“Liz Lugt’s Money Management Made Easy course was recommended to me by my church when the world markets crashed about eight years ago. It changed my life. I now have a small nest egg of investments and I’m far better at living within my means.”


‘Prioritise getting out of debt’

Being in debt can be extremely stressful and scary. It can start as simply as taking out some store cards or adding too much to a credit card. Over time, you may struggle to afford the monthly payments, or your income may drop, and you take out new loans to cover old ones. At best, it means wasting money on interest that you could save for your future; at worst, it leads to bailiffs, bankruptcy and losing your home. Many people become so scared they stop opening letters from creditors and have no idea of the extent of their debts.

If you’re struggling, you’re not alone – the average UK household is £12,887 in debt (not including mortgages). However, there are good approaches to clearing debt. These include paying off loans in the most advantageous order (known as snowballing) and consolidating debts into lower-interest schemes.

Debt counselling services can help you. CAP ( and Crosslight Advice ( offer debt counselling, as does Citizens Advice ( There may also be local debt counselling services in your area. You can get helpful information from the Debt Advice Foundation ( and National Debtline (

“CAP is an amazing charity that helps with debts and budgeting. It can stop the debtors coming to your door.”

“Make an appointment at Citizens Advice – they’ll go through your finances with you and help you make a plan to clear your debts.”

“Get rid of all credit cards and pay off what you have. Arrange things in order of importance, cut out non-essentials and be thrifty when shopping – you’ll be surprised how little you can live on.”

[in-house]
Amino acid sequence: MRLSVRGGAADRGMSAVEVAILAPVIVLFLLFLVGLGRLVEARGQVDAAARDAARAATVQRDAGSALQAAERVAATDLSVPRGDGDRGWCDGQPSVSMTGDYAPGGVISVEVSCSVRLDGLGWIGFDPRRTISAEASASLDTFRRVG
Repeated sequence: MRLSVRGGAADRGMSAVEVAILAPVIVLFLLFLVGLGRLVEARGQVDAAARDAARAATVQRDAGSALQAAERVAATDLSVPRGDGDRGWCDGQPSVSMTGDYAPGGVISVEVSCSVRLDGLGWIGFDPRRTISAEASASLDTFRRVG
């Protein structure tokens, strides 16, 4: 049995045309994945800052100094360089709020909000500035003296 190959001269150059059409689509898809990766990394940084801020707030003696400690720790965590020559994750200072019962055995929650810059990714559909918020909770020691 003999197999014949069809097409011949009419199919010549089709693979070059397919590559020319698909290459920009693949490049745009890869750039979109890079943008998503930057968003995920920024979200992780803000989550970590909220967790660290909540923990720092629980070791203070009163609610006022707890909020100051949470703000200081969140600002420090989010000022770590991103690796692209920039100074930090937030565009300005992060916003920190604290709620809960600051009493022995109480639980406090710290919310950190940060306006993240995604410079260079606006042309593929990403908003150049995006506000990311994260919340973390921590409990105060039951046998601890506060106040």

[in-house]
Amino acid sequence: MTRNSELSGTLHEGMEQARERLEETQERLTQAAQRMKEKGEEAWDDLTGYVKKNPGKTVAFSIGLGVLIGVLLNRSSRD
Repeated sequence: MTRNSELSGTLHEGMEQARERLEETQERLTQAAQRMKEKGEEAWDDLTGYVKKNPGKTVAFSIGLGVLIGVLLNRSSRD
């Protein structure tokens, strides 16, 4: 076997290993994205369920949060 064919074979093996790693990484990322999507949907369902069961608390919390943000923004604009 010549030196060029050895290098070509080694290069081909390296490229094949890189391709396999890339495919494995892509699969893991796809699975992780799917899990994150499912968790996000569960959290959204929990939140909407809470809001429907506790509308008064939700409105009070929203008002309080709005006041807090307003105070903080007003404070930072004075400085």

‘Reduce your outgoings’

Many of us pay far more than we need to for everyday goods and services, so finding ways to reduce your outgoings is a vital part of money management. Each time you pay a bill or buy something, consider how you could reduce the amount. Are you on the lowest tariffs for utility bills? Could you shop around for cheaper insurance? How about reducing your shopping bills by going to a cheaper supermarket or switching to own-brand products?

Many two-for-one offers are open to anyone, not just married couples. If you’re with a friend, you can get a third off travel costs with Two Together railcards, use Meerkat Movies two-for-one cinema tickets, get two-for-one vouchers for restaurants and tourist attractions, and take advantage of Groupon deals. Websites such as and are helpful for discovering money-saving tips and deals – but remember, it’s only a saving if you’d buy it anyway.

“After my husband left, I called my utility companies and negotiated lower payments because I now live alone. I get a single person discount on water rates, council tax and even my household insurance was cheaper when I changed my excess. It helped me survive.”

“Set up a spreadsheet and plan your spending. Don’t have a car – share lifts or get a bike. Never take out a credit card. Do holiday house swaps.”

“Have a chat with your bank. It’s surprising how much money people pay due to ignorance – too much for home or contents insurance, mortgages where the fixed rate has expired, and so on. Get informed.”

“After separating from my husband, I noticed how much the world is geared towards couples and families – food often comes in packs of two or four. I’ve wasted a lot of food and money trying to readjust to shopping for one. The answer is to cook in batches and freeze.”


‘Look for extra income streams’

If you’re underpaid at work, you have nothing to lose by asking for a raise – or starting the search for a better paid job. In the meanwhile, consider extra ways of making money. Could you get an additional evening/weekend job for a while? Or start a small side business, such as cleaning, gardening, private coaching or an eBay shop?

Talking of eBay (, most households have hundreds or even thousands of pounds worth of unwanted clutter – clothes, memorabilia, furniture, DVDs… almost anything will sell, so why not start clearing space and making some cash?

If you have a spare room, you could consider renting it to a lodger (try or through Airbnb (, or renting out a parking space or garage (try The income from a lodger is tax-free up to £7,500 a year.